West Virginia wildlife authorities say an Eastern Milksnake in Kanawha County has tested positive for snake fungal disease in the first contemporary occurrence in the state.
Kevin Oxenrider, Division of Natural Resources wildlife biologist, says dramatic declines in snake populations, particularly rattlesnakes farther north, have been linked to the disease.
The juvenile milksnake had crusty scales and abrasions on its head.
State authorities say it doesn’t appear to be dangerous to people, but they are asking that anyone who captures snakes, whether with a hook, tongs or by hand, use bleach or disinfectant afterward to ensure killing any fungus.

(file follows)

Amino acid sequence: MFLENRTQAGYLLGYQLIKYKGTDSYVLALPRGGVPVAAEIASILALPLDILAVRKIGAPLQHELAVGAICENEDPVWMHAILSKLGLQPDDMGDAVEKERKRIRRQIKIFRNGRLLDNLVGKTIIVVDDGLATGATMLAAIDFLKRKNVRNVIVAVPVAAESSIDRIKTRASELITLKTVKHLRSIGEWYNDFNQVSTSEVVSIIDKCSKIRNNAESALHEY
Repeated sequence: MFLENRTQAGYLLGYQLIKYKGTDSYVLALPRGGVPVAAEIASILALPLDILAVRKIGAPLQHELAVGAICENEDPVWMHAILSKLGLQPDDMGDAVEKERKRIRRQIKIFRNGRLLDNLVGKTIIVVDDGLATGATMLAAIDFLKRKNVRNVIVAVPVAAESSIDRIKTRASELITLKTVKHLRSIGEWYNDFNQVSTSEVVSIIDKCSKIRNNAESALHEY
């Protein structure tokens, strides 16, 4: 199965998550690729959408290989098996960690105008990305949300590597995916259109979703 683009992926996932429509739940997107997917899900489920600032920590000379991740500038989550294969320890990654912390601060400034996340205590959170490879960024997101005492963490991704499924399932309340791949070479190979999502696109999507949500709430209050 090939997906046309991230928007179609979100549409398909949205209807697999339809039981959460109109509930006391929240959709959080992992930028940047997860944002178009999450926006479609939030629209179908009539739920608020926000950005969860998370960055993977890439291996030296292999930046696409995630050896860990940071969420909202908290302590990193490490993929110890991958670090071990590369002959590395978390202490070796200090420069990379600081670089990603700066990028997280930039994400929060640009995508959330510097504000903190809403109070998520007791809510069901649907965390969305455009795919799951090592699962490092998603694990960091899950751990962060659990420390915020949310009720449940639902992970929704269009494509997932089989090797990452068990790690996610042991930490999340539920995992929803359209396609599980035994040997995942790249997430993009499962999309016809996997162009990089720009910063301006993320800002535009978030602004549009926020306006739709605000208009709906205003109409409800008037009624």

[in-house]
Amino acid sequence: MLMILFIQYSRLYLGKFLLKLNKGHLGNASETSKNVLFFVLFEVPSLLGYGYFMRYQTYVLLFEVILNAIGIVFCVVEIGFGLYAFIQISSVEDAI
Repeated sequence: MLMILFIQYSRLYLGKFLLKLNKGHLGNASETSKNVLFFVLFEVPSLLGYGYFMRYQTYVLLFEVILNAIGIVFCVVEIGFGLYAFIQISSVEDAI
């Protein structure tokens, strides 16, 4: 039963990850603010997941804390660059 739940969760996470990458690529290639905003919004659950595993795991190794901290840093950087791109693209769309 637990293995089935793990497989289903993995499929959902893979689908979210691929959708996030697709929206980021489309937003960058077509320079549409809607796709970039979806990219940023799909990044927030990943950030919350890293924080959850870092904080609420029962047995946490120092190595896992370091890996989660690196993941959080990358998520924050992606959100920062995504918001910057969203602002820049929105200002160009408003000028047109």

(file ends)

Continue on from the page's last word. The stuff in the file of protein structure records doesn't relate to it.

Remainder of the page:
Anyone who sees clinical signs of the disease on a snake — swelling, crusty scabs or open wounds on the skin — is asked to contact the division.